Every time you apply for a new credit card a “hard inquiry” is made on your credit report. This hard inquiry leaves a temporary mark and can lower your credit score for a short period.

    Of course, getting accepted is great, but if you’re racking up rejections or trying to open several cards at once, this looks like a red flag to lenders. The good news is a lot of credit cards offer online checks to see if you might qualify before you apply, which is definitely worth doing!

    Keep Your Accounts Open and Active

    Tempting as they are, introductory bonuses shouldn’t be your only focus. Keeping your card active after the bonus period helps build a longer credit history, which really matters on your credit report.

    Advantages of Improving Your Credit Score

    Still unsure? Here are some of the reasons you may want to improve your credit score:

    • Better Credit Card Offers: With a high credit score, you’ll gain access to premium credit cards. These premium cards come with a huge range of benefits, from free travel insurance, to airline points, to cashback bonuses, potentially saving you thousands of pounds a year.
    • Better Loan Terms: A strong credit score increases your eligibility for loans with lower interest rates. This is super handy if you’re eyeing a big purchase, like your dream home or a new car.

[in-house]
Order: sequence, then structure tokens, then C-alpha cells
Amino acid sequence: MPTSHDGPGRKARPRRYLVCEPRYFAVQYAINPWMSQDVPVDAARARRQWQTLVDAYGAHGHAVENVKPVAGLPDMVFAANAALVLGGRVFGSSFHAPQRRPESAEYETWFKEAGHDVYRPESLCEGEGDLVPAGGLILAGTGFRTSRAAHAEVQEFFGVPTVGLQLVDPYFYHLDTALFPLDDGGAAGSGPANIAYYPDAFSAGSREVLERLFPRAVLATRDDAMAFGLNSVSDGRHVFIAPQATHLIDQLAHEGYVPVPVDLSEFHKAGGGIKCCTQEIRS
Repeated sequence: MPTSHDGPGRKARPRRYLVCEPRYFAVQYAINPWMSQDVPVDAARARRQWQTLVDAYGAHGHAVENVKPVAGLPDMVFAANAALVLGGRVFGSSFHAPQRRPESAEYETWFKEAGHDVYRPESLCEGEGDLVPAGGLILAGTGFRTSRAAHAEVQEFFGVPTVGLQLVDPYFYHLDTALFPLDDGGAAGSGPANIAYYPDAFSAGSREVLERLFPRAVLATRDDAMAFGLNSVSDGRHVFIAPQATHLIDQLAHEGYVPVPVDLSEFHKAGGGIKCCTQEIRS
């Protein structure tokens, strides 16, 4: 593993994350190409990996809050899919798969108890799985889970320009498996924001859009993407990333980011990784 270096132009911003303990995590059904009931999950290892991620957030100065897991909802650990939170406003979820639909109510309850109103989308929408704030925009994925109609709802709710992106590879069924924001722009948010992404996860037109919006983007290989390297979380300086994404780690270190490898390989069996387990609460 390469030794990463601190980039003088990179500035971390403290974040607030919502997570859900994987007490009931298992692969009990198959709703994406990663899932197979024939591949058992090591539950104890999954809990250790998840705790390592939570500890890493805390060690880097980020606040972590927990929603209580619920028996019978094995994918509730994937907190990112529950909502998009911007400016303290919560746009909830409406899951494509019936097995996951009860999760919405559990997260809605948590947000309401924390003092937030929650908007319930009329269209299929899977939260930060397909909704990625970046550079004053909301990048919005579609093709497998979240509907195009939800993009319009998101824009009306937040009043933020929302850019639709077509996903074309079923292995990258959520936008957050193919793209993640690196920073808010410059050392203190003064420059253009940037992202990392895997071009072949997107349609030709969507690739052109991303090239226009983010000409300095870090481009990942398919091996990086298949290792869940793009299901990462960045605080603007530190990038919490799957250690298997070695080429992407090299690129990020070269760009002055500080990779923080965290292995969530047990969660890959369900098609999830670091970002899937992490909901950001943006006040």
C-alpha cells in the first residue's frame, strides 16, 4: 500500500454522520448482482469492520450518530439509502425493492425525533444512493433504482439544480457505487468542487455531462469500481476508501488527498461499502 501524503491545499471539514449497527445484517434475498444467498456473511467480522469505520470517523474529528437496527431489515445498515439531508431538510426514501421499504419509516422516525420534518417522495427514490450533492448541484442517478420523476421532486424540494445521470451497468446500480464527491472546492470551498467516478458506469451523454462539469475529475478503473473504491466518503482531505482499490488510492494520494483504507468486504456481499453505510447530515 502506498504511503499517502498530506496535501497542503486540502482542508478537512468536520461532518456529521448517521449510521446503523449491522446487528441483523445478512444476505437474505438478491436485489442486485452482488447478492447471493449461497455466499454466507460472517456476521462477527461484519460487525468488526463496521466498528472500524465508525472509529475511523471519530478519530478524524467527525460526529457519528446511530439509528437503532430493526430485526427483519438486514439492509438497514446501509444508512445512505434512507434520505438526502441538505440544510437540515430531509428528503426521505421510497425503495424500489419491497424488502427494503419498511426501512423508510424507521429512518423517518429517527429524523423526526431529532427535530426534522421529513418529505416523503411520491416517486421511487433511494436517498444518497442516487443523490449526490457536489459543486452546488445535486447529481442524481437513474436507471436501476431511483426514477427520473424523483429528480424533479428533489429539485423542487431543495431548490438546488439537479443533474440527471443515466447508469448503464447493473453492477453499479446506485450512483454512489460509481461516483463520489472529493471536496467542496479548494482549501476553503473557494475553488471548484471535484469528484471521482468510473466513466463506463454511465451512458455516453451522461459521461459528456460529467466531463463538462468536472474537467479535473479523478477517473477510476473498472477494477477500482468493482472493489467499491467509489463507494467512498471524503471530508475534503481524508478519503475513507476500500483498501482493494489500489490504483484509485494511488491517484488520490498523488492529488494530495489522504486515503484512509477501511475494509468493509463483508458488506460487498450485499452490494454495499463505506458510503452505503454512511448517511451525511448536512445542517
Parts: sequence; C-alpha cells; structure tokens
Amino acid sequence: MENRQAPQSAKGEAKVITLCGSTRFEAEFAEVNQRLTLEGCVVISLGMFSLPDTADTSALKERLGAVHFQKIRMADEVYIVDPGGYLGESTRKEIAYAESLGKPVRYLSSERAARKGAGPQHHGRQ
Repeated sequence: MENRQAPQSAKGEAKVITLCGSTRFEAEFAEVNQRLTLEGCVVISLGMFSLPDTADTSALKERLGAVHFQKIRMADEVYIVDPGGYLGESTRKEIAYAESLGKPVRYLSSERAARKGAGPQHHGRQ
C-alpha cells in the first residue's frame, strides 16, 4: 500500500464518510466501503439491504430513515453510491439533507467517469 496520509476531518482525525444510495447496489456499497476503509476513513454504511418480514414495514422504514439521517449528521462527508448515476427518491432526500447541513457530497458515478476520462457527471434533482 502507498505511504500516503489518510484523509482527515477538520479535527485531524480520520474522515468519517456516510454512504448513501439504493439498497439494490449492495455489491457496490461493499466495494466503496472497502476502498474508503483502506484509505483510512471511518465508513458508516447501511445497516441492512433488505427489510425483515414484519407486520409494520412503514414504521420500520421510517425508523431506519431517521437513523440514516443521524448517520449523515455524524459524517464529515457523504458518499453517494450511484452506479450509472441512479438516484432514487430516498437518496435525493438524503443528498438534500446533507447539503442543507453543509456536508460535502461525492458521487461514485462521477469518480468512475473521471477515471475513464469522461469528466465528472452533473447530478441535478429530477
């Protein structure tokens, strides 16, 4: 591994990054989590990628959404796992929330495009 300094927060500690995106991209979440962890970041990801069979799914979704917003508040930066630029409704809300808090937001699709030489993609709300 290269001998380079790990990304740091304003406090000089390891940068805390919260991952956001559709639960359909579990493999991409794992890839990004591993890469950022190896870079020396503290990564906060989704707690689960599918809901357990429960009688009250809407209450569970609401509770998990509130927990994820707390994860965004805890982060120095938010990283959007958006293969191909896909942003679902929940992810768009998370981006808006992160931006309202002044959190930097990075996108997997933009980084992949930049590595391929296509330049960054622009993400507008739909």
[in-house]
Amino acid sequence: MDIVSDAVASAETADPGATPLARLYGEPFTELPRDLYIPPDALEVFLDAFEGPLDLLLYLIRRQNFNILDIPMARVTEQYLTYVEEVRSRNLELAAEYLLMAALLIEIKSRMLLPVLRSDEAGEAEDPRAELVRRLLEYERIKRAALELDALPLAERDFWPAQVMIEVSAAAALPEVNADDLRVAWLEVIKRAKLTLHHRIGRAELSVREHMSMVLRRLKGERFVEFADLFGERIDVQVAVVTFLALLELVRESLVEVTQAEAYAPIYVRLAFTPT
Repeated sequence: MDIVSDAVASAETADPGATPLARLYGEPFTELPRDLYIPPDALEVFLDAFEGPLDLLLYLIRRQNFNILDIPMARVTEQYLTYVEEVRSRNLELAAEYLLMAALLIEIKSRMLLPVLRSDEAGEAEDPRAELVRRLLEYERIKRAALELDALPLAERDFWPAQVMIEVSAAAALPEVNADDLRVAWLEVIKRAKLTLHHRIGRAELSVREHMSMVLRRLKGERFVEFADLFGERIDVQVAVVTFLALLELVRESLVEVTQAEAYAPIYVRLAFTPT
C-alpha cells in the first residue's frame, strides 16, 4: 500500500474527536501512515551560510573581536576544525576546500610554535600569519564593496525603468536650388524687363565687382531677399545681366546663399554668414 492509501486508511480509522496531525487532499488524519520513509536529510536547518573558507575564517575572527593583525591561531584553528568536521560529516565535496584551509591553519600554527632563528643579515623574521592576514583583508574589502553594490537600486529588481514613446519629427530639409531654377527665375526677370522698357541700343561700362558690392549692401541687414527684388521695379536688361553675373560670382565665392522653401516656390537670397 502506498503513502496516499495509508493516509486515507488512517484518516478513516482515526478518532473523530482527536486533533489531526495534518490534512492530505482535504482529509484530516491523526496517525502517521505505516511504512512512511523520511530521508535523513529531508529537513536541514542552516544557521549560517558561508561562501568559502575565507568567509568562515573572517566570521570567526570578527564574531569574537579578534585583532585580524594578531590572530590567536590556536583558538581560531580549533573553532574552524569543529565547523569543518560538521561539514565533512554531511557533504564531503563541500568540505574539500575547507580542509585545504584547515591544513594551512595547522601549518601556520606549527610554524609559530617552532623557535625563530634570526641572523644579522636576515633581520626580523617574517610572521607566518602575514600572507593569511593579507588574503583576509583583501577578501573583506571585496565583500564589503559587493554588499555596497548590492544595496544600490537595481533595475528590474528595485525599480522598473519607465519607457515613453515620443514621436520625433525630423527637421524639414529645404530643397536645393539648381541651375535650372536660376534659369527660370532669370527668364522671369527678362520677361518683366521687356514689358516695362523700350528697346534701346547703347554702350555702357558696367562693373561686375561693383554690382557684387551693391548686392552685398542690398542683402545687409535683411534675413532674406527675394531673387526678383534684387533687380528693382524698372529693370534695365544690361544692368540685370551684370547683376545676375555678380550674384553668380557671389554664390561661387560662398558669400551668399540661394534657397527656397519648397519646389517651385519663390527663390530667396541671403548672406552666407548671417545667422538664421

• Easier Rental Approvals: Landlords love to see a potential tenant with a high credit score. That’s because it reflects financial responsibility, so they see you as a reliable rent-payer.
    • Reduced Insurance Premiums: Higher credit scores can sometimes lead to lower insurance premiums, since a higher score is generally associated with lower risk.

    Final Thoughts on Using Credit Cards to Improve Your Credit Score

    To conclude, improving your credit score can sometimes feel like an impossible task, but I promise it’s doable.

    The key lies in two main habits: sticking to on-time payments and keeping your credit balance reasonable. Keep these practices up over time, and you’re well on your way to a higher credit score and better credit card benefits down the road.